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If something is just pie in the sky then the chances of the thing actually ever actually materialising or happening are really really narrow and the speaker is probably showing off to make an impression on the listener.

A promise of heaven whilst suffering on earth

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11y ago
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11y ago

"Pie in the Sky " means a reward that comes after death. It refers to the Church's promise of an eternal, catered party in Heaven, but only if we submit quietly to the malnourishment it allows on Earth. The phrase was coined by Joe Hill in 1902, in his song The Preacher and the Slave, a parody of the Salvation Army hymn In the Sweet Bye and Bye. The chorus goes:

You will eat, bye and bye/ In that glorious land above the sky;/ Work and pray, live on hay/You'll get pie in the sky when you die.

The phrase wasn't taken up until the Second World War, when it began to be used figuratively to refer to any prospect of future happiness which was unlikely ever to be realized. For example, this report from the California newspaper The Fresno Bee, November 1939:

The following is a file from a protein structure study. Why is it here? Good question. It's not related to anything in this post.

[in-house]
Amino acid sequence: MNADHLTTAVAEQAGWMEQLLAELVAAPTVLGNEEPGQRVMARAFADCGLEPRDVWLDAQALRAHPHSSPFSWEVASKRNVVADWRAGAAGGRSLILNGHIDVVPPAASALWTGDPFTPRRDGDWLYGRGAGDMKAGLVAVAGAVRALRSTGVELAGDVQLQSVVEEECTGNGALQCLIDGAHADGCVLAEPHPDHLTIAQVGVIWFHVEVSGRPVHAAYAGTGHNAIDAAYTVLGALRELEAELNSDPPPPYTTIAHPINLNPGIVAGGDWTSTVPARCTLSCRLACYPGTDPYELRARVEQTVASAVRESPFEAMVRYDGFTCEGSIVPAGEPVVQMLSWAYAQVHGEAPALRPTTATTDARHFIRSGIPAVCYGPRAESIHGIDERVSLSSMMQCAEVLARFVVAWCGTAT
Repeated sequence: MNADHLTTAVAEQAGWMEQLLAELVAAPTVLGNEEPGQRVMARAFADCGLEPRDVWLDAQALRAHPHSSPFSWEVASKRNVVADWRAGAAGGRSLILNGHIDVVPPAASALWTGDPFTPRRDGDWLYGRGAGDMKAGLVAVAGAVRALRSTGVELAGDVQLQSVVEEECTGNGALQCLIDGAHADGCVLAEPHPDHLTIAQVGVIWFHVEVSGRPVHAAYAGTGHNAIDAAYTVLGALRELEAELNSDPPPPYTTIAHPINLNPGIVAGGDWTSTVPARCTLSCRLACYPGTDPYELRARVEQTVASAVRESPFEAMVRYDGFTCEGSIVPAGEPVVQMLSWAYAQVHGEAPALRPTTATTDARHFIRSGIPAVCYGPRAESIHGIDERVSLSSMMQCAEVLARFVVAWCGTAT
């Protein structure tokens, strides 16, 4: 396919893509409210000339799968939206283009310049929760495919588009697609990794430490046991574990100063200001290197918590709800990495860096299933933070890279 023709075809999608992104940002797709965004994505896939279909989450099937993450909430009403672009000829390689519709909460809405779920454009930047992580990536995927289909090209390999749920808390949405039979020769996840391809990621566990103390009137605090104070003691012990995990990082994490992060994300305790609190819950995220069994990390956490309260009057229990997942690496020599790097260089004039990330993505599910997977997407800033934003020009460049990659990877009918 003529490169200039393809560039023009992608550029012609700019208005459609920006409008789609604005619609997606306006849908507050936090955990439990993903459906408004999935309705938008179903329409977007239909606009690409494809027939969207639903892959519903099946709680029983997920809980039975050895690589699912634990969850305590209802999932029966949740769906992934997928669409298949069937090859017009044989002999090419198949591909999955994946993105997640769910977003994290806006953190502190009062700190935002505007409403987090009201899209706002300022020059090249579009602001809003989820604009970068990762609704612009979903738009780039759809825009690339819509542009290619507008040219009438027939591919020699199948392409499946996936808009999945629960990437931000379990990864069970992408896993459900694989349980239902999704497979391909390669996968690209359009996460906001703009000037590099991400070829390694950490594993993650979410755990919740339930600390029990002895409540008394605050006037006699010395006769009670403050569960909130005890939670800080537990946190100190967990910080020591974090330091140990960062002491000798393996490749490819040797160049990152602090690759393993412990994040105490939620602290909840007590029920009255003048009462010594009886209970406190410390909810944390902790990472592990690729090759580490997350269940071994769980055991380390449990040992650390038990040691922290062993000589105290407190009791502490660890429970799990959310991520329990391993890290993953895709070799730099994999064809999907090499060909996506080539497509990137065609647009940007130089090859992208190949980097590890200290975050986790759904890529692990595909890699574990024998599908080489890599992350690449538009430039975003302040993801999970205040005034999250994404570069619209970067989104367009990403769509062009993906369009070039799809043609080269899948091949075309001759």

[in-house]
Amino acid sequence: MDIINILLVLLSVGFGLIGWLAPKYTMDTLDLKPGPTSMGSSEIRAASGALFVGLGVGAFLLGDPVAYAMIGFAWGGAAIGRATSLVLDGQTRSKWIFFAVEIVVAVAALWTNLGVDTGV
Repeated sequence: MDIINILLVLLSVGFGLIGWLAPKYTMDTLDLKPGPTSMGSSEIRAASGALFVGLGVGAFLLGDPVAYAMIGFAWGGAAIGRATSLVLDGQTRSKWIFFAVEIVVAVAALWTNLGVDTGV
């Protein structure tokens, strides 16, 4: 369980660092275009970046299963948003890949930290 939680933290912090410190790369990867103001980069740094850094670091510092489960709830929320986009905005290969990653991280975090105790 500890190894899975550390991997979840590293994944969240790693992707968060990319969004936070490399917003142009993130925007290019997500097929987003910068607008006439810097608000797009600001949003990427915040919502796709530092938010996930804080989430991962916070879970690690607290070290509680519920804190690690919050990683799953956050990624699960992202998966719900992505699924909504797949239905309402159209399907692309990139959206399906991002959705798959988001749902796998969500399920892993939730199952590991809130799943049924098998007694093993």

"The business world is fearful that Roosevelt's obsession with war problems will mean a continued neglect of questions which still restrict trade and profits. They are highly skeptical of Washington's promise that they will 'eat pie in the sky' solely from war orders, which they decry publicly.
Some people confuse this phrase with the idiom "building castles in the air ( or in Spain)", referring to unrealistic plans or hopes.
Pie in the sky is a pipe dream - a very unrealistic wish, dream or desire.

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it is an idiom.......

1. Fig. a future reward after death, considered as a replacement for a reward not received on earth. Don't hold out for pie in the sky

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Q: What does the idiom pie in the sky mean?
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What is the oigin of the idiom pie high in the sky?

It's "pie in the sky," and it originated in 1911 in a poem by Joe Hill. The poem told how preachers promised their followers that everything would be grand once they died and went to heaven, that they would have everything they wanted, including pie, "up in the sky" or in heaven.

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